Tendon calcification

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X-ray image of a calcareous shoulder
Classification according to ICD-10
M65.2 Tendinitis calcarea
M65.8 Other synovitis and tenosynovitis
M75.3 Tendinitis calcarea in the shoulder area
M77.9 Enthesopathy, unspecified
ICD-10 online (WHO version 2019)

The calcifying tendinitis (also calcific tendinitis or tendon calcification ) are calcareous deposits in tendons and tendons based. They occur particularly on the rotator cuff of the shoulder joint , also known as the calcified shoulder . The supraspinatus tendon is most frequently affected here. Other more frequent locations are e.g. B. patellar tendon , Achilles tendon and plantar fascia (see heel spur ) but in principle any other tendon can also be affected.

Chronic inflammatory or degenerative processes on the affected tendons ( tendopathy ) lead to remodeling processes in the tendon tissue, often accompanied by calcium deposits. Various processes trigger a remodeling or rupture ( tendon rupture ) at the location of the calcareous deposits, as a result of which inflammatory processes take place, which cause symptoms such as pain, swelling, reddening and restricted mobility.

The diagnosis is made through x-rays or sonography of the affected joint or the affected tendons.

Treatment is by giving anti-inflammatory drugs such as diclofenac or injections with steroids and local anesthetics . Successes with extracorporeal shock wave therapy (ESWT) are also described. The IGeL monitor of the MDS (Medical Service of the Central Association of Health Insurance Funds) rated extracorporeal shock wave therapy (ESWT) in the calcified shoulder as "unclear" after a systematic literature search. There is evidence of benefit but evidence of minor harm (e.g. pain during treatment, redness and bruising). Studies have shown that shock wave therapy reduces pain and improves arm mobility after unsuccessful conventional therapy, but no uniform statement can be made about how great this benefit is. The most important sources of the IGeL-Monitor are two review articles from 2014. If the conservative methods are unsuccessful , surgical removal - open surgical or arthroscopic - can lead to success.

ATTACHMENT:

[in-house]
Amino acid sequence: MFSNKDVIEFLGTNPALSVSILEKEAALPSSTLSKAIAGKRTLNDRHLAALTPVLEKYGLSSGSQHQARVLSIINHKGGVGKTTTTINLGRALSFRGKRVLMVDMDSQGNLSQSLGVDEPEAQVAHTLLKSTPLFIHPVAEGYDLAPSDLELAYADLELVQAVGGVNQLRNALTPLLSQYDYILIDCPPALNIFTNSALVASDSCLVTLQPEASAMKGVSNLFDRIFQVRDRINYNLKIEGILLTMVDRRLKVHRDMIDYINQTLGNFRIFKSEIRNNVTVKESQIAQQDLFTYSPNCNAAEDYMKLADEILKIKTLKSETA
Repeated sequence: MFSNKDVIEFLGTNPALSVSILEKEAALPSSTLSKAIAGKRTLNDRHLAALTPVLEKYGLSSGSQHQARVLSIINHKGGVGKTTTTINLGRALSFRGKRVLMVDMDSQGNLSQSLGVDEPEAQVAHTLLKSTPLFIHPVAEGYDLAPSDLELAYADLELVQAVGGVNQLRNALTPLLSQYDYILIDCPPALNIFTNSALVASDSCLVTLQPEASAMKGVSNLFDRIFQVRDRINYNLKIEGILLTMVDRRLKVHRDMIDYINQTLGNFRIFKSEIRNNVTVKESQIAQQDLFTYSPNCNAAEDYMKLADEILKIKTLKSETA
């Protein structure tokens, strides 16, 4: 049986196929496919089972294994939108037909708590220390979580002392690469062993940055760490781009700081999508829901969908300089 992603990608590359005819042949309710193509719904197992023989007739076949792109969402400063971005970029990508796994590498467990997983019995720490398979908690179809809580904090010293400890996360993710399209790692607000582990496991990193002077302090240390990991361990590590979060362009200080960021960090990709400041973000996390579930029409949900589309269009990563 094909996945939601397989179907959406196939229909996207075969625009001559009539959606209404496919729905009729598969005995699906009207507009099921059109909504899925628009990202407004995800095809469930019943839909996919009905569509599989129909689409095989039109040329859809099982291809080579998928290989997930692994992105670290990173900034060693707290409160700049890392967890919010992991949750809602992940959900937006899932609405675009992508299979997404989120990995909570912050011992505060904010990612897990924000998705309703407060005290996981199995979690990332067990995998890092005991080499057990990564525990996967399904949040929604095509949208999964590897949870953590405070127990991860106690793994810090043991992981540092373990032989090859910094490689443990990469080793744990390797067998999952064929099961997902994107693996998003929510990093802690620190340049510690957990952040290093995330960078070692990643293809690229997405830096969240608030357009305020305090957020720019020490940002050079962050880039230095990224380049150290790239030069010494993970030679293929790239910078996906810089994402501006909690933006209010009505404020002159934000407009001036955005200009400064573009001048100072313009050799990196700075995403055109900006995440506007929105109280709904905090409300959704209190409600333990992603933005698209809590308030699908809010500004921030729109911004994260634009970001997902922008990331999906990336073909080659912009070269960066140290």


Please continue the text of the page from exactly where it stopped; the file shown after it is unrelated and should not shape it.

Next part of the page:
See also

Web links

Individual evidence

  1. Alphabetical index for the ICD-10-WHO version 2019, volume 3. German Institute for Medical Documentation and Information (DIMDI), Cologne, 2019, p. 436
  2. IGeL-Monitor, evaluation of shock wave therapy in the calcified shoulder , accessed on April 29, 2019.
  3. Bannuru et al., High-energy extracorporeal shock-wave therapy for treating chronic calcific tendinitis of the shoulder: a systematic review. Annals of Internal Medicine 2014.160 (8): 542-549 and Louwerens et al., Evidence for minimally invasive therapies in the management of chronic calcific tendinopathy of the rotator cuff: a systematic review and meta-analysis. J Shoulder Elbow Surg. 2014 Aug; 23 (8): 1240-1249 . More on this in the report on the results of the IGeL monitor evaluation.